Reagan was the great conservative of his age, but he was much more than conservative; and he was the great politician of his age, but he was
influenced by factors that far transcended politics and made these large achievements possible when the great decisions were made.

Reagan’s faith in Christ was quiet, but deep and true. He believed in the Biblical vision of Armageddon, feared it could be triggered by thermonuclear war, felt he had a sacred duty to prevent it, and concluded his life was saved from assassination to prevent the world from being destroyed by nuclear holocaust.

Reagan’s worldview was sweetened by the romantic love at the center of his life with Nancy, who will someday receive the historical credit she is due for inspiring a president to reach for greatness.

As a spokesman for General Electric, Reagan developed a fascination with the future, the spirit of a salesman, and an understanding of the
trials and dreams of the average Americans he met touring the country. And as president of the Screen Actors Guild, he learned and enjoyed great skills as a negotiator, a talent for understanding a negotiating partner’s interests, and a good feel for the art of the deal.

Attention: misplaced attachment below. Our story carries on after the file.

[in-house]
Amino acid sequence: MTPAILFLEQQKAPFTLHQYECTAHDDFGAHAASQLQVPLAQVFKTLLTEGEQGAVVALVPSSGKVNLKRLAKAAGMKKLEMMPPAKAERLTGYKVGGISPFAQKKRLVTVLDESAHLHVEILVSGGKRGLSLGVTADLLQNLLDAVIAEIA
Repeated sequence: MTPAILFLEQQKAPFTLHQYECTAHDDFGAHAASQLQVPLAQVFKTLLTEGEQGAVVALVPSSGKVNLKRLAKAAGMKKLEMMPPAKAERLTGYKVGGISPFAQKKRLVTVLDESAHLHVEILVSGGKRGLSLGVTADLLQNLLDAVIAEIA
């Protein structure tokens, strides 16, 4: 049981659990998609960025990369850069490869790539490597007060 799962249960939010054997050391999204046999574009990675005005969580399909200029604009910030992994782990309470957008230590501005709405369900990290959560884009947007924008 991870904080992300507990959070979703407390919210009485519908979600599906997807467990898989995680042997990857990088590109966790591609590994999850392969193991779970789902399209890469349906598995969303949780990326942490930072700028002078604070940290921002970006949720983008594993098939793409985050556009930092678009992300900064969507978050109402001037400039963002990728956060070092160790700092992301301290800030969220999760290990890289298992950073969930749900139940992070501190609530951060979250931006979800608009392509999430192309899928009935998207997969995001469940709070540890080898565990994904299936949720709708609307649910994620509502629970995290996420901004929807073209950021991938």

Reading the extraordinary collection of Reagan’s letters published by the Andersons and Kiron Skinner, we see a depth and sense of history that was far more profound than generally known at the time–one that served the nation well during the great events.

In the world of 1980, Reagan was indeed the Indispensable American. Few liberals had the power and strength to be credible to the most
deadly enemies of freedom–to drive them to weakness. Few conservatives had the vision to see just how weak the enemy really was.

Yes, there were many things Reagan did that I believe were wrong, even terrible. Yet presidents are people, not gods. Even some of the greatest Founding Fathers owned slaves, but that has not prevented their descendents from celebrating their greatness.

A thousand years from now, I submit, teachers will tell children of the days when a president in a wheelchair led a Great Generation that
saved the world from becoming a factory of gas chambers. And they will tell children of the days when a congenial man with a wink and a smile took a set of bedrock beliefs–an inner strength that came from conviction–and combined it with a flexibility and skill essential during those days of decisions when the world was reshaped forever.

Just months after Reagan left us, we find ourselves in a divided America. I propose that we would be a better country if Americans of all persuasions sought to cross our great divide, and recognize that
greatness can be named Roosevelt or Reagan, each with legacies worthy of being placed side by side.

Brent Budowsky was legislative assistant to former U.S. Senator Lloyd Bentsen and legislative director to Representative Bill Alexander, then chief deputy Democratic whip.